I watched President Obama’s inauguration, on the birth date of Martin Luther King, Jr., with a delicious sense of happiness. Parents, educators and American citizens easily make the connection between the two leaders; I began to think about how Obama’s inaugural speech’s messages will leave the same lasting impact on our children as did MLK, and how his ideas of freedom, change, citizenship, equality and character can be used to educate our children.
Obama’s speech sent a message of freedom and ‘limitless possibilities’ for America’s children. He believes that each generation has an obligation to peacefully work towards freedom, and that by working together, using new responses to what was set before us in the Constitution, we can create change. His statement that we can turn enemies into friends represents the essence of how children can begin to learn to create freedom for all.
To create change, Obama asks Americans for commitment. Our children may not understand the ‘it can happen to you’ message, but they do understand that the world is ours to share. Learning about climate change, new ways of creating energy, developing and using new technologies are all ways that as adults we can adjust to our time, and create a future that is sustainable for our children and our children’s children. Obama’s message that ‘together we are stronger’ is a way our children can learn to work together to solve the challenges of our future.
Citizenship is something we profess to teach in school, but Obama’s speech highlights the necessity of working together as American citizens. As we teach children allegiance to American ideas set forth in the Constitution, we must teach them to work together to understand the power of this obligation, and the hope that can be realized through action. Teaching our children that they don’t always have to agree, but they do have to listen, collaborate and work together.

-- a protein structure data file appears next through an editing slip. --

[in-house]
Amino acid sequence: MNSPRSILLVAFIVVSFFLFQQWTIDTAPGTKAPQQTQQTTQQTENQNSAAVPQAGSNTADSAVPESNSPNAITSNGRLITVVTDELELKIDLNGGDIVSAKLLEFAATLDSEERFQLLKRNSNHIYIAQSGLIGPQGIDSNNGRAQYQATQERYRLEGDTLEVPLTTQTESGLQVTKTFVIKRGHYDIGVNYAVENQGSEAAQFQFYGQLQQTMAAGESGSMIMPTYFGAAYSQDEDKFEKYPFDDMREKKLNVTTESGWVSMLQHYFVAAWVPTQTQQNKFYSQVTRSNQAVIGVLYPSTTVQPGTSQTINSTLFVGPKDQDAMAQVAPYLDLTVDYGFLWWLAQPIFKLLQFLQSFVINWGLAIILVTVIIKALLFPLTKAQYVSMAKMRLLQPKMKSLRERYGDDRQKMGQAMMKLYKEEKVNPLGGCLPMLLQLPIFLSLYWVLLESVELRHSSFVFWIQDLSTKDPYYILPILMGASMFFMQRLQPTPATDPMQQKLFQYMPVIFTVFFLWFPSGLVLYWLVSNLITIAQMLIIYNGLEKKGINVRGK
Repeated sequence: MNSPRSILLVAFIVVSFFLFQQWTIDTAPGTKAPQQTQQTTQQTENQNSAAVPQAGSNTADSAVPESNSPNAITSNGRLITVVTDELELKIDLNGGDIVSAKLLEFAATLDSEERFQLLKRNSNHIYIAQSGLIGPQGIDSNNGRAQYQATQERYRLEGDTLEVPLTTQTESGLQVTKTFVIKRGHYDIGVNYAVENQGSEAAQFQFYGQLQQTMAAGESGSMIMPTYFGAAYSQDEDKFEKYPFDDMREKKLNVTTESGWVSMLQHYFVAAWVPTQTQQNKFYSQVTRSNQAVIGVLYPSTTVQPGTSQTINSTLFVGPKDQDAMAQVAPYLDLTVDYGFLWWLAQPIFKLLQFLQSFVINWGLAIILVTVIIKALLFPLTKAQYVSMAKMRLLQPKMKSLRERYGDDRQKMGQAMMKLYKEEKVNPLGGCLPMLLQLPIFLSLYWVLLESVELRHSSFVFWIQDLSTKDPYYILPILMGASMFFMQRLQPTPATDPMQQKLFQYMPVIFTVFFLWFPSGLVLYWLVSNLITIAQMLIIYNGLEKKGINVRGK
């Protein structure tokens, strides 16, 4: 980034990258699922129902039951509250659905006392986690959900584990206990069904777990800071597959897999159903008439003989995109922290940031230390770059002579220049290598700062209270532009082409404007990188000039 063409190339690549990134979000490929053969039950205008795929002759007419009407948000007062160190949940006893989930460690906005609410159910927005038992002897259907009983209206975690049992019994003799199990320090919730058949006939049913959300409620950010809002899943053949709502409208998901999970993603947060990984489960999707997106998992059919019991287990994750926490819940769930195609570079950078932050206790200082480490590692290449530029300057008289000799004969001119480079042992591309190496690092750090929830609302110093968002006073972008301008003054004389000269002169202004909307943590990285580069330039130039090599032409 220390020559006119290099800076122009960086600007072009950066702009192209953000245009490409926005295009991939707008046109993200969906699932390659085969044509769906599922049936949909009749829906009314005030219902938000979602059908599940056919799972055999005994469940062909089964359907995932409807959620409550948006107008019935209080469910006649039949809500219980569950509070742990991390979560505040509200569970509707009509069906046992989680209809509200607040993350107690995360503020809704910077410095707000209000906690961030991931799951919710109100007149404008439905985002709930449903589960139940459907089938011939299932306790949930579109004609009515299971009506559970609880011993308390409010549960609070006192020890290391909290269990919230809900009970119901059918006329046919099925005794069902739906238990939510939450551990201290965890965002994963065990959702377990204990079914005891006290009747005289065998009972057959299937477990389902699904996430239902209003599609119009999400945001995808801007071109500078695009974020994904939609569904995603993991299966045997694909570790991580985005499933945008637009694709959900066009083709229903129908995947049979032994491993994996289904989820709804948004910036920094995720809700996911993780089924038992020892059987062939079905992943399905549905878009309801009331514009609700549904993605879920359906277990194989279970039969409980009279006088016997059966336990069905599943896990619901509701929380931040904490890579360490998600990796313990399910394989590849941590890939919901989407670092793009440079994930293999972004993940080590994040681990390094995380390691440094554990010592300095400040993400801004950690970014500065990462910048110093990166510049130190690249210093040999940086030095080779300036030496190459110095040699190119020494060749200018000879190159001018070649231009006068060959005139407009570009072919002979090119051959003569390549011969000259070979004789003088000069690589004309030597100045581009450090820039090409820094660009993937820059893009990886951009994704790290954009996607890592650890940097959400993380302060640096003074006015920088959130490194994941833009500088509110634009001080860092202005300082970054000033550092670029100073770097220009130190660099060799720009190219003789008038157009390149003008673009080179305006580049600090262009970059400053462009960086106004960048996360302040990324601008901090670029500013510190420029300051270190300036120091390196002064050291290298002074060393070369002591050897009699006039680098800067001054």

Children understand the concept of fairness. Obama’s speech addresses the concept of equality as a way to grow our country, and an necessity because we are Americans. He said, ” Our journey is not complete until all our children, from the streets of Detroit to the hills of Appalachia to the quiet lanes of Newtown, know that they are cared for, and cherished, and always safe from harm.” Each of us, regardless of gender, religion, belief, disability, sexuality, or race deserves equality because we are Americans.
Finally, Obama’s inaugural address can teach America‘s children about the concept of character. Our children will inherit the errors and successes of this generation, but by learning the concept of hard work and responsibility will have the necessary tools to conquer the challenges of tomorrow. Obama said, ” And we must be a source of hope to the poor, the sick, the marginalized, the victims of prejudice – not out of mere charity, but because peace in our time requires the constant advance of those principles that our common creed describes: tolerance and opportunity; human dignity and justice.”
What better message can we send to our children: that by working together, and understanding and acting on the concepts of freedom, change, citizenship, equality and character we can not only improve ourselves, but better our future as a nation.